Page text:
It is widely recognised that poor air quality and high levels of particulates can significantly impact an individual’s health. The WHO estimates that 7 million people die each year from exposure to fine particles in polluted air. A recent study published in the New England Journal of Medicine has confirmed the association between short-term exposure to particulates and increased cardiovascular and respiratory mortality. The significant health risk posed by pollution is a crucial driver behind IoT air quality monitoring, electric vehicles and renewables.
IoT sensors can be used for remote borehole monitoring of water levels/depth, water temperature, and parameters such as pH and turbidity. Real-time monitoring coupled with LoRaWAN and cloud technology means data can be transmitted 15KM wirelessly or anywhere in the world using low-power satellite technologies.
Manx Technology Group has developed a school CO2 monitoring platform that combines battery-powered wireless sensors with an easy-to-use online dashboard. High levels of CO2 in the classroom can significantly impair decision making and cognitive performance.
Manx Technology Group (MTG) and Rural Business Consultancy (RBC) will be undertaking technology trials in the Isle of Man, exploring the use of Smart Farm technologies with farms and food producers. Using Internet of Things (IoT) technology, the initial trials will be focused on soil nutrient analysis (NPK), livestock monitoring, drone crop analysis, and asset tracking. Read more
Soil Moisture, Temperature and Oxygen sensors, coupled with LoRaWAN satellite gateways, mean farmers can monitor soil conditions, even in the most remote regions. IoT technologies allow intelligent monitoring, precision agriculture and smart irrigation applications – without the constraints of power or mobile/internet coverage.
Forest fires (wildfires) are common hazards in forests, particularly in remote or unmanaged areas. It is possible to detect forest fires, elevated CO2, and temperature levels using Internet of Things (IoT) sensors. You can deploy IoT, satellite and solar sensors in remote areas without the need for internet, cellular/mobile or mains power.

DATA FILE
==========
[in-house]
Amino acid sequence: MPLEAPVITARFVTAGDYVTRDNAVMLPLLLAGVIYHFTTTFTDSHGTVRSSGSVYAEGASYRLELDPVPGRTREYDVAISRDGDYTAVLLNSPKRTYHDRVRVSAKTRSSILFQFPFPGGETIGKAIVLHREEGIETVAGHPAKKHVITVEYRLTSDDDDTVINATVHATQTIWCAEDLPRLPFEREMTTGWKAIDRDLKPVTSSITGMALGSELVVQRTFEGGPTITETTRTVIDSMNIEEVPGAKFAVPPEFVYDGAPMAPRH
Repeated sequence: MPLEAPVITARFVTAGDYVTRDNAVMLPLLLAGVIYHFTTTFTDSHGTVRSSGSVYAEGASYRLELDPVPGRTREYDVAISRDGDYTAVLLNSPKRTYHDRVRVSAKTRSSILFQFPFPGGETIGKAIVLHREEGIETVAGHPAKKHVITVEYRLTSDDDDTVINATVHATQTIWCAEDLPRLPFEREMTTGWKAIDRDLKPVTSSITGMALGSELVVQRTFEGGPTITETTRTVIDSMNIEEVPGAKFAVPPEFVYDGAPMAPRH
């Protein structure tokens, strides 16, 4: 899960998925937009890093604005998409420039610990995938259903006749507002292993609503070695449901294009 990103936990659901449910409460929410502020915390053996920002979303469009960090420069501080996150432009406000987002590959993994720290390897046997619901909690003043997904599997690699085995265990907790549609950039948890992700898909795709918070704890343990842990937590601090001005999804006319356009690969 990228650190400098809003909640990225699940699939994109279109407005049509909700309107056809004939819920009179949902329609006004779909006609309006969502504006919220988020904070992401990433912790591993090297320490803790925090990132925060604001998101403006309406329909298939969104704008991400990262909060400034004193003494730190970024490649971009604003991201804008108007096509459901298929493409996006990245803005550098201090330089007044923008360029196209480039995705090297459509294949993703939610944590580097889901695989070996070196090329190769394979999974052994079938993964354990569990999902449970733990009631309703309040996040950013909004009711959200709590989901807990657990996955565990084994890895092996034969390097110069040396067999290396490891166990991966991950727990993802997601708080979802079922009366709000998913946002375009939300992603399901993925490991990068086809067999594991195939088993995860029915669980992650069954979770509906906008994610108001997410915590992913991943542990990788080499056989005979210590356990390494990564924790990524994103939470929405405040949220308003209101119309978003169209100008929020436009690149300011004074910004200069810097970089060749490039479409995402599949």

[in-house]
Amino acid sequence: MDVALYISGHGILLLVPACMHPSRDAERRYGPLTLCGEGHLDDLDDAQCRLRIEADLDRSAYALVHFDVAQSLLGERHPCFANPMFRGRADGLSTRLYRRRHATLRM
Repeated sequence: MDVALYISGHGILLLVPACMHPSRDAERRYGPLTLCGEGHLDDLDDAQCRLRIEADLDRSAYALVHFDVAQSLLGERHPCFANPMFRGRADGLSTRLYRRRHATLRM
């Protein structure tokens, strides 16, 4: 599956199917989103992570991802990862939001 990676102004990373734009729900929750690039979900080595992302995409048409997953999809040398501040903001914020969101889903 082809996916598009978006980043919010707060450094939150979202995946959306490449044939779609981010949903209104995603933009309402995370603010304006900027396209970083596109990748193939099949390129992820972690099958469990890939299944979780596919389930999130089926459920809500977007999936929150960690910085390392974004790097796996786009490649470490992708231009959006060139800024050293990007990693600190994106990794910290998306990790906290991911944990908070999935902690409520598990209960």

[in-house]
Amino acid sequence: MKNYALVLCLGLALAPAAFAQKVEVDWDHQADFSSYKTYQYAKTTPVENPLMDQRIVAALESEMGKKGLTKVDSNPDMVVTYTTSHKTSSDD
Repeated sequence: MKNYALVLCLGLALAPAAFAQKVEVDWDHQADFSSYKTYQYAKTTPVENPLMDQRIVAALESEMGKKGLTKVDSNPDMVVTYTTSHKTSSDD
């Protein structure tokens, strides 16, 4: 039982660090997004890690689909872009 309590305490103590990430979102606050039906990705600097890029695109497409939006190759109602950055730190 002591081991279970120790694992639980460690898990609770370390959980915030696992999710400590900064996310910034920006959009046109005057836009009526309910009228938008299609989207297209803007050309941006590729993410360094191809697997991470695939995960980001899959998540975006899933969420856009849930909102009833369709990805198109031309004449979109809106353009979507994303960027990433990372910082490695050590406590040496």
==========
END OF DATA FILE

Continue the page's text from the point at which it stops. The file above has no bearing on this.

Cities and towns use fixed air quality monitoring apparatus to measure pollution levels in a given location. IoT technology and mobile air quality monitoring reduces cost, increases coverage and provides much higher levels of flexibility when compared to traditional, fixed solutions.
IoT sensors offer an inexpensive way of monitoring the indoor environment; with battery-powered sensors able to monitor temperature, humidity, CO2, room occupancy and light levels. Due to Covid restrictions, many of you will be working home like me. To demonstrate the effective use of the technology, I installed a single IoT sensor in my home office to highlight the different use cases and value of IoT. I then look at some applications of IoT in healthcare, business and the public sector.
Smart Parking sensors are IoT sensors that are installed in parking spaces to detect the presence of a parked vehicle using ultrasonic or radar technology. Smart parking sensors are easy to install, battery-powered and operate wirelessly.
Smart Parking sensors are popular with Smart Cities and offer an intelligent solution for cost-effective enforcement, guided parking apps and analysis of parking in an urban environment.
Smart Agriculture is a topic that covers the many applications of Internet of Things (IoT) technology in farming, agrotech and agriculture. The use of sensors, data collection, wireless networks, cloud platforms and data analysis is already revolutionising the farming and agricultural sectors. Read more